What’s the Fuss About Fusing Glass?

Doris Betuel

Here at Robson Ranch, we have two active clubs that embrace the fun and creativity of glass art; the Stained Glass Club (SGC) and the Fused Glass Club (FGC). The SGC members join pieces of glass into art, and the FGC melts pieces of glass into art and functional items, such as bowls and plates. Both are great clubs to join, and this article will provide further information about fusing glass. Fusing glass is one of the fastest growing and popular techniques. Here is a quick tutorial on what it all means.

Glass in its usual shape is solid. As we heat the glass at high temperatures in our kiln, glass becomes a very thick liquid. As this molten glass is cooled, it again becomes a solid. That, in a nutshell, is glass fusion. First, you place pieces of glass in a design. Next you fire this design until the glass starts to melt together, then as it cools – the glass hardens into your design. We have different firing schedules or recipes to fire your glass, which will determine how it will look when it cools down and hardens again.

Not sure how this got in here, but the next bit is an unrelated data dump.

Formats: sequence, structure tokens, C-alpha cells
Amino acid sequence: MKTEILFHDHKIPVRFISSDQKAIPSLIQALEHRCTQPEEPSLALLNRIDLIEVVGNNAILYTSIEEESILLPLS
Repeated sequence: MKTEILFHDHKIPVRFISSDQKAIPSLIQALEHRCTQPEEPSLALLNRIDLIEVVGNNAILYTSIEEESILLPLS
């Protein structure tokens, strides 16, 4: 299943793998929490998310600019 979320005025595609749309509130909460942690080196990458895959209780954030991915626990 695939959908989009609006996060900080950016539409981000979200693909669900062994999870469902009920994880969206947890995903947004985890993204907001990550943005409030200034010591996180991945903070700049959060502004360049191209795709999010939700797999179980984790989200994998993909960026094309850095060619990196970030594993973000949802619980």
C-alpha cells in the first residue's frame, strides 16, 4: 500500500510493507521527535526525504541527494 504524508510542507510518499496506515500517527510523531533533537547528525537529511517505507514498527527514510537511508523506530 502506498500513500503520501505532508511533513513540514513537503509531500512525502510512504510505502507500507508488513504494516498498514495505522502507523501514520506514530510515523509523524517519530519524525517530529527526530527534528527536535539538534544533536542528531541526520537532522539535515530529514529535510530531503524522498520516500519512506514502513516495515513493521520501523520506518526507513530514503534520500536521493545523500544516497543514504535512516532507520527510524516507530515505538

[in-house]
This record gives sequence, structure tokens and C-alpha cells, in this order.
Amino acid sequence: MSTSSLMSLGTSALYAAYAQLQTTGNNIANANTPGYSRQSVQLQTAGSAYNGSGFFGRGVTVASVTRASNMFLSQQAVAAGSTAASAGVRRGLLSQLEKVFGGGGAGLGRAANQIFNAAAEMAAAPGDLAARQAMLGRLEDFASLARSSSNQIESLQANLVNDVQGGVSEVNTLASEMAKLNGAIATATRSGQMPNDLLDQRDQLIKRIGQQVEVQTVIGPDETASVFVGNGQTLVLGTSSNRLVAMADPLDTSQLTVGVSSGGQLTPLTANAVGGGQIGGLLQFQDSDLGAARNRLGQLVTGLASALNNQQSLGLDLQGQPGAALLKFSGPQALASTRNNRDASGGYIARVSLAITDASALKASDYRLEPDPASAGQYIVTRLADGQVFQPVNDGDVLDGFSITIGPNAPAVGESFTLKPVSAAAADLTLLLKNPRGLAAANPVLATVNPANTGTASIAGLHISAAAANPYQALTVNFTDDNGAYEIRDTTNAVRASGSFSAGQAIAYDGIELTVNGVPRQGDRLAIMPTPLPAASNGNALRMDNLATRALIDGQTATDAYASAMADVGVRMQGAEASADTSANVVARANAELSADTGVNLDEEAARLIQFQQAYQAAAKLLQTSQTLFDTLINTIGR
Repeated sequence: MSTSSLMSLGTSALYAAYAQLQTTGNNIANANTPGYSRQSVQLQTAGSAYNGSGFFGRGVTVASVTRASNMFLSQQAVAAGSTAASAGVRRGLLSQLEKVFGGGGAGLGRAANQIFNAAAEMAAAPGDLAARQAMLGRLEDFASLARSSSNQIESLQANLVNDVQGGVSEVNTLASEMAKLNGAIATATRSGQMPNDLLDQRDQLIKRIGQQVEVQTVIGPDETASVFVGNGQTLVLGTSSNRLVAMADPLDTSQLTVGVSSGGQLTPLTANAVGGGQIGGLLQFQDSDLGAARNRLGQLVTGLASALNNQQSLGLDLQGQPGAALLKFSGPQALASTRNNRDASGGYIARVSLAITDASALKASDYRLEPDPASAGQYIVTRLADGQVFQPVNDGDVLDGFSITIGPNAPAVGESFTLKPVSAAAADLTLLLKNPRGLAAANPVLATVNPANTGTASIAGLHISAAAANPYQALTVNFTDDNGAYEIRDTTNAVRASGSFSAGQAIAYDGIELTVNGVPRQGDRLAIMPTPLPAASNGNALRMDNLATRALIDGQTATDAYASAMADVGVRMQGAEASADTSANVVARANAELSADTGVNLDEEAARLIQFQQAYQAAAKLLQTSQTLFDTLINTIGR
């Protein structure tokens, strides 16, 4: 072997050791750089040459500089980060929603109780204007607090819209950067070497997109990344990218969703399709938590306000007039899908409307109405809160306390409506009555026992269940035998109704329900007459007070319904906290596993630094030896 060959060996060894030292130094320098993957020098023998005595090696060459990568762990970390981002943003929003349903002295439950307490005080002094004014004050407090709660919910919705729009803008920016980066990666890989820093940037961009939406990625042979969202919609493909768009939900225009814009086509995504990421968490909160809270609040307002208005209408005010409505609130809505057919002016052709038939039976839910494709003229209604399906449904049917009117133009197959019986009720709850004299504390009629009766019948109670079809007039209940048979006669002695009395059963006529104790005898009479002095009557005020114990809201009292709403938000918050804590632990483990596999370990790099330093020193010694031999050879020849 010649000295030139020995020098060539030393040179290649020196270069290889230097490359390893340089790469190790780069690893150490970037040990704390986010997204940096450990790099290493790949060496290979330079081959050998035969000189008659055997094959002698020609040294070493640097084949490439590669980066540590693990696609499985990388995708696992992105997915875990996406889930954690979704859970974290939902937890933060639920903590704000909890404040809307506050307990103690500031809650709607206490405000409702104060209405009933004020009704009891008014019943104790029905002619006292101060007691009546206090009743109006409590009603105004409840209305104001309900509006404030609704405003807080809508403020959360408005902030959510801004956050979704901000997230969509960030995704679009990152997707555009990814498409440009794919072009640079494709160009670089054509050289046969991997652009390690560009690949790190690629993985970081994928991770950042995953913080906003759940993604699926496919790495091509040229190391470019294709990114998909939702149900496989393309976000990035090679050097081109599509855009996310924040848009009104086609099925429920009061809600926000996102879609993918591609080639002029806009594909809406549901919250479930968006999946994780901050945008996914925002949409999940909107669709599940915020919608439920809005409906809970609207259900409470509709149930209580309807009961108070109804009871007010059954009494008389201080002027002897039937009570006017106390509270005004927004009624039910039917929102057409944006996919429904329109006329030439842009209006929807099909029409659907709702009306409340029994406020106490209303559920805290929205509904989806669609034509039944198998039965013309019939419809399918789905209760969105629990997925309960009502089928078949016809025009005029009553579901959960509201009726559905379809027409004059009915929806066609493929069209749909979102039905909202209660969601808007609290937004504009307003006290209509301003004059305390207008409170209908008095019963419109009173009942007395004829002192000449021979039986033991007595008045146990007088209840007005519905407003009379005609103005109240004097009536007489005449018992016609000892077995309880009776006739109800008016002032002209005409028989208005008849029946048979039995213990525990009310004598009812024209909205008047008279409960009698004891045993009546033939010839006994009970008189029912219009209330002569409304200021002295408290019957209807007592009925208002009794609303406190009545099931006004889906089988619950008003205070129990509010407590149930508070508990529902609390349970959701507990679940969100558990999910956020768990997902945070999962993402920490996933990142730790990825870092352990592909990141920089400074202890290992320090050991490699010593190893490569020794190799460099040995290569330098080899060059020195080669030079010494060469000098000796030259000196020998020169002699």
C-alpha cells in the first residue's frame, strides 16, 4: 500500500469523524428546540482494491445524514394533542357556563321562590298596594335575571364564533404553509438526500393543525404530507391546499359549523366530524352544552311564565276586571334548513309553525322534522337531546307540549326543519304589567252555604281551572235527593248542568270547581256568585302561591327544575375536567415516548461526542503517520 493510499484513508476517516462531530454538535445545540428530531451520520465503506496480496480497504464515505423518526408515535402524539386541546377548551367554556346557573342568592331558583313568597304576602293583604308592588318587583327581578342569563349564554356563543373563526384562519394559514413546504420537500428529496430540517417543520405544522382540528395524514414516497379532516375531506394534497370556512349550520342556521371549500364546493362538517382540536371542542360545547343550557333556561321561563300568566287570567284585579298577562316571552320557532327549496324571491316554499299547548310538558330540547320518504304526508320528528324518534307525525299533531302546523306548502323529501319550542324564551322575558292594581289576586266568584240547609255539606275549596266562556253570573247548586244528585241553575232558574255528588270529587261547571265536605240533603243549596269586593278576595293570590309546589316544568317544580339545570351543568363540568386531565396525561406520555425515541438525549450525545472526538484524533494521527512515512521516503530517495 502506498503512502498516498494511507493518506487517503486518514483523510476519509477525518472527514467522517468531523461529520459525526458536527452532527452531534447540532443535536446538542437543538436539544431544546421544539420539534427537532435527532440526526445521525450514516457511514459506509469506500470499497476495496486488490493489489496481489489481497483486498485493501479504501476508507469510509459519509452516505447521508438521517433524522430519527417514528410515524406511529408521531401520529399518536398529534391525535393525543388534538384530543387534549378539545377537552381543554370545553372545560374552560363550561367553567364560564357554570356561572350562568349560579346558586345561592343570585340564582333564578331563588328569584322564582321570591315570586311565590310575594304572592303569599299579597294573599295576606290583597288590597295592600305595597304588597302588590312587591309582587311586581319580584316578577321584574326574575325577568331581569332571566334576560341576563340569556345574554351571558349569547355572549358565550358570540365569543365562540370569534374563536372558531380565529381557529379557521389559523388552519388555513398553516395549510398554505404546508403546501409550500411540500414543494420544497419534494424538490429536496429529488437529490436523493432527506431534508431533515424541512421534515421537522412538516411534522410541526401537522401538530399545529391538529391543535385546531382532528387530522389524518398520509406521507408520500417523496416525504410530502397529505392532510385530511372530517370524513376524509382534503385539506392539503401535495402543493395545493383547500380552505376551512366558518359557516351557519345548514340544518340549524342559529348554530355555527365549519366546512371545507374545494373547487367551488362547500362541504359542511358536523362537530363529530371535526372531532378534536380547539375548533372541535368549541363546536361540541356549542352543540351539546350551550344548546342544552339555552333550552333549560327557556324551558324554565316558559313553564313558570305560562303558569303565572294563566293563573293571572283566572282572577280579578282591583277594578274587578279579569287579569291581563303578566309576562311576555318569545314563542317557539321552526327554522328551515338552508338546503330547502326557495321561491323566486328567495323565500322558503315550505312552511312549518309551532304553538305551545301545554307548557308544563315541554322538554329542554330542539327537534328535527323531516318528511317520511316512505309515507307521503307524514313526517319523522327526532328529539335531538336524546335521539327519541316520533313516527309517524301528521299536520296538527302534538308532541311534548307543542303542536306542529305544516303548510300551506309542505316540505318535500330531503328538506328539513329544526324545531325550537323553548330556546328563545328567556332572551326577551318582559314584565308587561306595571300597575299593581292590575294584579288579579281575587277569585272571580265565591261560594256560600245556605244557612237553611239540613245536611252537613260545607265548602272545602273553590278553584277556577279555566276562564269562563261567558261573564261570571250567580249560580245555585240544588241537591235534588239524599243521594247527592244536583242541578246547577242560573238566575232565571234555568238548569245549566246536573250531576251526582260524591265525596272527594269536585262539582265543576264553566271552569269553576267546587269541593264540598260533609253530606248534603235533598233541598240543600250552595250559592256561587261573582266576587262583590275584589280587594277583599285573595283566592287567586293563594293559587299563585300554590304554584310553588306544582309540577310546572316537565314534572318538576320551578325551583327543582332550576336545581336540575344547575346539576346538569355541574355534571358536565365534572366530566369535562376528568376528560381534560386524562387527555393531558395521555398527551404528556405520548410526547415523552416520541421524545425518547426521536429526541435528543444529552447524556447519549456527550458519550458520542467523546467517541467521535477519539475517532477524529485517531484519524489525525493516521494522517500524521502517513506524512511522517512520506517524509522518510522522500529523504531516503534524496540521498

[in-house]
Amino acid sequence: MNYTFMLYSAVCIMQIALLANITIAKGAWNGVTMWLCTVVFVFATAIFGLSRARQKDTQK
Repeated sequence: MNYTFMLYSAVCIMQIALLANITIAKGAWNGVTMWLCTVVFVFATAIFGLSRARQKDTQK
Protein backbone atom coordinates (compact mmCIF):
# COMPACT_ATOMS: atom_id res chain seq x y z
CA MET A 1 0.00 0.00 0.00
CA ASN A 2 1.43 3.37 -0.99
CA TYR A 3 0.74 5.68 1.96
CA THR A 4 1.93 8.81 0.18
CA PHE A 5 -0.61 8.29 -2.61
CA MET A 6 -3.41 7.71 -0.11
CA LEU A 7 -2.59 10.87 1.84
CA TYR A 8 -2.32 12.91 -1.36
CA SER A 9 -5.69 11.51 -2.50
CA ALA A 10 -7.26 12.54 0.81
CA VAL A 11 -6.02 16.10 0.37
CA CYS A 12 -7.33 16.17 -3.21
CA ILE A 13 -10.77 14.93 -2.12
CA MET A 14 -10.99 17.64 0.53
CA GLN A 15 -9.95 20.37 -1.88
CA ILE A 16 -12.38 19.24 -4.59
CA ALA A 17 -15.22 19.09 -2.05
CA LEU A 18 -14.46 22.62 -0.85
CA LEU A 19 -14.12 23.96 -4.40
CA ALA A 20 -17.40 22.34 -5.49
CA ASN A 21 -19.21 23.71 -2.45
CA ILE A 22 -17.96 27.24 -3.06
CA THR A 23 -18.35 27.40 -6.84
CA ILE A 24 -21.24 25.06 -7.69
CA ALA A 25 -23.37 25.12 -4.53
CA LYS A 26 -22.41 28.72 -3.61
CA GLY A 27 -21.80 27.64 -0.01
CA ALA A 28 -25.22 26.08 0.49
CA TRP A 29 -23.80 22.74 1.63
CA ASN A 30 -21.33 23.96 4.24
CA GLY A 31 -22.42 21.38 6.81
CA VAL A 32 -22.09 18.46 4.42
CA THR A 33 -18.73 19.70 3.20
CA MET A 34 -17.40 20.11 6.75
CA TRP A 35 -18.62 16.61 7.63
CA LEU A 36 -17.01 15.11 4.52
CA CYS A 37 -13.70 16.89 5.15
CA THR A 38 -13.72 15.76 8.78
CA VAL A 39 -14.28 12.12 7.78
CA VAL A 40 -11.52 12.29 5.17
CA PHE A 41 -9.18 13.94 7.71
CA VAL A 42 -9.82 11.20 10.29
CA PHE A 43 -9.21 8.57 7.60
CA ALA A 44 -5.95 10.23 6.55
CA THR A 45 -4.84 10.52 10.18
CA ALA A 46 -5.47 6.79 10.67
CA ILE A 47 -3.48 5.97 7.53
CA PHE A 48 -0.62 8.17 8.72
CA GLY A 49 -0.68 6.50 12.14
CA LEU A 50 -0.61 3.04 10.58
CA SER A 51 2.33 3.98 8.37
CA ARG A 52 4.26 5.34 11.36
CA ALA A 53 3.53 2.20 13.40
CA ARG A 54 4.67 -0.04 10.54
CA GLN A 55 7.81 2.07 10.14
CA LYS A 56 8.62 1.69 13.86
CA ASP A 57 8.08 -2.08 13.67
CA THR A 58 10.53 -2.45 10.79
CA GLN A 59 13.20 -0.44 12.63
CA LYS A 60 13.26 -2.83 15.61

The recipes – Depending on the look or design you are going for, you can choose between a tack, contour, full, or casting recipe.

1. A tack fuse is a firing recipe in which the glass pieces are melted just enough to glue the pieces together. The edges are somewhat softened, and the shapes of the cut glass stay pronounced and distinct.

2. The next level of fusing is a contour fuse – this recipe increases the time glass sits at the high temperature, resulting in a higher degree of melting. The pieces are again glued together, but now the edges of the pieces are softened further.

3. A full fuse occurs when the glass sits at that high temperature even longer, and now the glass gets a chance to really melt together. The pieces are not only glued together, but flow into one another and become one flat piece. Full fuses are generally what people desire for functional pieces like dishes or plates.

4. Casting is a recipe in which we put bits of glass into a preformed mold, and melt it all together into a solid shape.

If this article intrigues you and you would like to give it a try, swing by Studio 5 at the Creative Arts Center on Mondays or Wednesdays, from 9 a.m. to 3 p.m., or Sundays from 10 a.m. to 2 p.m. We would be happy to show you around, answer your questions, and maybe sign you up for an upcoming beginner class. For further information, please contact Doris Betuel at dorisbetuel@gmail.com.

(If you are interested in stained glass, please contact Becky Sheffler at shefflerbecky@gmail.com.)